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Abstract Detail


Meriwether, Megan [1], Walker, Hayley [2], Twanabasu, Bishnu [3].

Effectiveness of commercially available mycorrhizal products on seed germination and seedling growth.

Background/Questions/Methods Mycorrhizal fungi are proven to enhance seed germination and seedling growth of many plants. Mycorrhizal fungi colonize more than 90% of plants helping them to access soil nutrients, primarily the phosphorus trading with organic carbon from the plants for fungal survival. With increase in information of plant fungal symbioses, production of mycorrhizal fungi has been increased in the recent decade. Globally 440 million dollars are spent on commercial mycorrhizal products by farmers each year. This is continuing to grow by 10% annually. We tested two mycorrhizal products purchased online to study the effectiveness of the fungal products on germination of four commercial seeds (Marigold, Cucumber, Sunflower, and Tomato) purchased from Walmart in Weatherford TX. This experiment was performed by seed germination on petri-dishes at Weatherford College Greenhouse. Four seed species were purchased and set on the top filter paper; while underneath the filter paper, contained the mycorrhizal product. Seeds were kept moist using a wick to soak up the water from the trays in which petri-dishes were set. Seeds were observed every 24 hours for germination. Upon germination, the seeds were transplanted to pots with autoclaved soil and the bio-inoculant at the bottom of the seed hole. These were kept at a greenhouse temperature of ?79? and watered twice a day. Date of germination, was recorded, as well as the height of the plants over a 3-week period. Results/Conclusion Among the four species of plants, marigold seeds germinated the quickest and reached 100% germination by day six in both products tested, while only 90% germinated in the control. Sunflower seeds started to germinate in three days which had an average of 60±5.77% in the product "A", 80±10% in product "B" and 56.66±5.66% by day ten. Similarly, cucumber seeds had an average of 46.67±15.28% in product "A", 63.33±11.55% in product "B" and 46.67±20.82% in control by day ten. Furthermore, tomato seeds germinated very slow with 3.33%, 3.33% and 0% in control, product "A", and product "B" respectively by day ten. Our results, suggest that commercial mycorrhizal products may be beneficial for some cultural plants to improve germination; however, further studies are needed to confirm more seeds and products.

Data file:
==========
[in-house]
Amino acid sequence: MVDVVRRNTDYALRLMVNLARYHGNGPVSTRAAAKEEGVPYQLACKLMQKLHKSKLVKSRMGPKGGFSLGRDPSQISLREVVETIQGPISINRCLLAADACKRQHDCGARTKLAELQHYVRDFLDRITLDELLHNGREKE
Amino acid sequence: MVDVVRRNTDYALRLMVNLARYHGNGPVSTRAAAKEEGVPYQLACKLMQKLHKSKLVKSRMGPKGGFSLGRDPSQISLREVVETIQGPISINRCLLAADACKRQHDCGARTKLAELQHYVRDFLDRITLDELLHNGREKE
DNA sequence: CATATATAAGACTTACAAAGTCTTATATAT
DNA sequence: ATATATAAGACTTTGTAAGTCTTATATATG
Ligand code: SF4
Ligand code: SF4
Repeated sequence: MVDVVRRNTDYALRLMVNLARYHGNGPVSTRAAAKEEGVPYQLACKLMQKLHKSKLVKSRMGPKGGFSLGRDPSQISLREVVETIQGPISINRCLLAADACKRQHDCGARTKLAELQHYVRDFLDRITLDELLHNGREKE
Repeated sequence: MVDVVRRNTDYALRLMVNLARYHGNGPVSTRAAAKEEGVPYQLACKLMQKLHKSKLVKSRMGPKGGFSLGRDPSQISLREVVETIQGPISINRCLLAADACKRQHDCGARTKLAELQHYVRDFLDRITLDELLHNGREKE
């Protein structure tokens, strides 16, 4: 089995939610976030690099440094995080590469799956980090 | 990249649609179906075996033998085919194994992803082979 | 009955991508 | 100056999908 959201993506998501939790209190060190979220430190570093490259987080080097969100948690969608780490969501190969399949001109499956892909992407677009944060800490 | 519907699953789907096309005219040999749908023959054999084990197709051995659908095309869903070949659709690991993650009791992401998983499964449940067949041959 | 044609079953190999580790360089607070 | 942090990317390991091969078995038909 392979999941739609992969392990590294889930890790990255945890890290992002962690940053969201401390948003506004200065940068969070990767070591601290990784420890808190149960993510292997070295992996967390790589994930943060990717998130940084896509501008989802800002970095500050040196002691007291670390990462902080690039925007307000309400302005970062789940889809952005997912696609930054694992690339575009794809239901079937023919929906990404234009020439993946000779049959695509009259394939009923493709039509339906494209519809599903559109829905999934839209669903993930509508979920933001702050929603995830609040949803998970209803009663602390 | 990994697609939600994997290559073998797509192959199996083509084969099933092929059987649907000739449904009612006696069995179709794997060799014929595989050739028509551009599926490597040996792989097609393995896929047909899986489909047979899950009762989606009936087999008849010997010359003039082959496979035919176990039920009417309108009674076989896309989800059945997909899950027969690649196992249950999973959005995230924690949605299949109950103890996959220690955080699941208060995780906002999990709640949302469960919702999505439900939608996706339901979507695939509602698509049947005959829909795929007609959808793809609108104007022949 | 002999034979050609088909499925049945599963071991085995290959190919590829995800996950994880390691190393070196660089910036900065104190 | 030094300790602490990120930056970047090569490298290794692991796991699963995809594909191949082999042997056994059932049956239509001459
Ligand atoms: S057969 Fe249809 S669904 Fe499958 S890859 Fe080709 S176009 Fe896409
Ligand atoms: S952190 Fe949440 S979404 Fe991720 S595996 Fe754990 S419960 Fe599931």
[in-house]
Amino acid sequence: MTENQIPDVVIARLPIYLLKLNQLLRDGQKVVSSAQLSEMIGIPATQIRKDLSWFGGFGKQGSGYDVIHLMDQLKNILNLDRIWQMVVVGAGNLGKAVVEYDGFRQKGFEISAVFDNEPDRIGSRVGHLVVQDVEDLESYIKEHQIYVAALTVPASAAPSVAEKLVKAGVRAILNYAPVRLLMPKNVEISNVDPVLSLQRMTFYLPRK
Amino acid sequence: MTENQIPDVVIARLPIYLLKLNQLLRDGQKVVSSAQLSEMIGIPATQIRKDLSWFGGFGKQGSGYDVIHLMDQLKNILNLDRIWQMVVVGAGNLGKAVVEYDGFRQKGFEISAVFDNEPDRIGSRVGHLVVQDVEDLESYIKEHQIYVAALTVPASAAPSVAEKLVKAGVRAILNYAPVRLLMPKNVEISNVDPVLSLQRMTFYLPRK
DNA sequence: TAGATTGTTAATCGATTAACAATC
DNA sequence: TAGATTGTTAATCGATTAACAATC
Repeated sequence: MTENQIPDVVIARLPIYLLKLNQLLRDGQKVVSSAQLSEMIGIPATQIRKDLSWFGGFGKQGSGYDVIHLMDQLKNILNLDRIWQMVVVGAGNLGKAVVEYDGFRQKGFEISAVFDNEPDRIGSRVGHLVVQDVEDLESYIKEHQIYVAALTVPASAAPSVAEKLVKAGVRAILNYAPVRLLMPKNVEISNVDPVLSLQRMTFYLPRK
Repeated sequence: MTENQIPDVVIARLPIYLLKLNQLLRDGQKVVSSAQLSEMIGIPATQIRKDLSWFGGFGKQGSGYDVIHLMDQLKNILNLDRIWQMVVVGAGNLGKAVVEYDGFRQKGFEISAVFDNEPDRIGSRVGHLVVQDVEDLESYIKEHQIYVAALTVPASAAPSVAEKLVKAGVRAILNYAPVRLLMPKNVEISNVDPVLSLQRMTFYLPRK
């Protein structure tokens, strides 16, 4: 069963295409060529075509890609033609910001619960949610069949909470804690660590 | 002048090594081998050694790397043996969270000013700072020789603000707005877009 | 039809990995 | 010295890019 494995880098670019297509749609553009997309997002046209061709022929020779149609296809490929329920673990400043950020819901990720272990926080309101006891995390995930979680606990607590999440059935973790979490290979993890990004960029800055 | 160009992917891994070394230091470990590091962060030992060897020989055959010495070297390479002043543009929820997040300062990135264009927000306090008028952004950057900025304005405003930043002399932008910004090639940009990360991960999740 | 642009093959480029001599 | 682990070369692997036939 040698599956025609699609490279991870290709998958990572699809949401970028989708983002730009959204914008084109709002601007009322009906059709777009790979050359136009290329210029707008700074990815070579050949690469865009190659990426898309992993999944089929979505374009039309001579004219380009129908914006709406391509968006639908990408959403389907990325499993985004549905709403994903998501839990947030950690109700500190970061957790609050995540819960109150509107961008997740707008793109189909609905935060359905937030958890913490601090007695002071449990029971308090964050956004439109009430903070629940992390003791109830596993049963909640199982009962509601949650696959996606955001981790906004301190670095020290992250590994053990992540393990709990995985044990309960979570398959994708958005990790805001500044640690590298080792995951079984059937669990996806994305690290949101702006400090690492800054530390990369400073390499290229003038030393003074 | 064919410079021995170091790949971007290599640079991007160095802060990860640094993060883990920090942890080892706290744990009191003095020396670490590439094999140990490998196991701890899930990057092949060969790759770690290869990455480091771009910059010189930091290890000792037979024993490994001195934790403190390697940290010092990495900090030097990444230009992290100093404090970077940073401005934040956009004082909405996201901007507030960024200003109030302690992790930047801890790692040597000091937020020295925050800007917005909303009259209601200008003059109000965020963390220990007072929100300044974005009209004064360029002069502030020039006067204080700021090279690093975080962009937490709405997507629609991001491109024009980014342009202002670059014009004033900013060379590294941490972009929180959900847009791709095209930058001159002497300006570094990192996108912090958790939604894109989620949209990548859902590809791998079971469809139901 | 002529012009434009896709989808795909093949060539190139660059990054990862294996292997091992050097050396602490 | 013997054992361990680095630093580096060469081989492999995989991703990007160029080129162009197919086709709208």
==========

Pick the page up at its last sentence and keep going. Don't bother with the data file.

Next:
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1 - Weatherford College, 225 College Park Dr., Weatherford, Tx, 76086, USA
2 - Weatherford College, Biology, 225 College Park Dr., Weatherford, Tx, 76086, USA
3 - Weatherford College, 225 College Park Dr., Weatherford, Tx, 76086, United States

mycorrhizal fungi
commerical bioinoculants .

Presentation Type: Poster
Session: P, Mycology
Location: Grand Ballroom - Exhibit Hall/Mayo Civic Center
Date: Monday, July 23rd, 2018
Time: 5:30 PM This poster will be presented at 5:30 pm. The Poster Session runs from 5:30 pm to 7:00 pm. Posters with odd poster numbers are presented at 5:30 pm, and posters with even poster numbers are presented at 6:15 pm.
Number: PMY003
Abstract ID:913
Candidate for Awards:None


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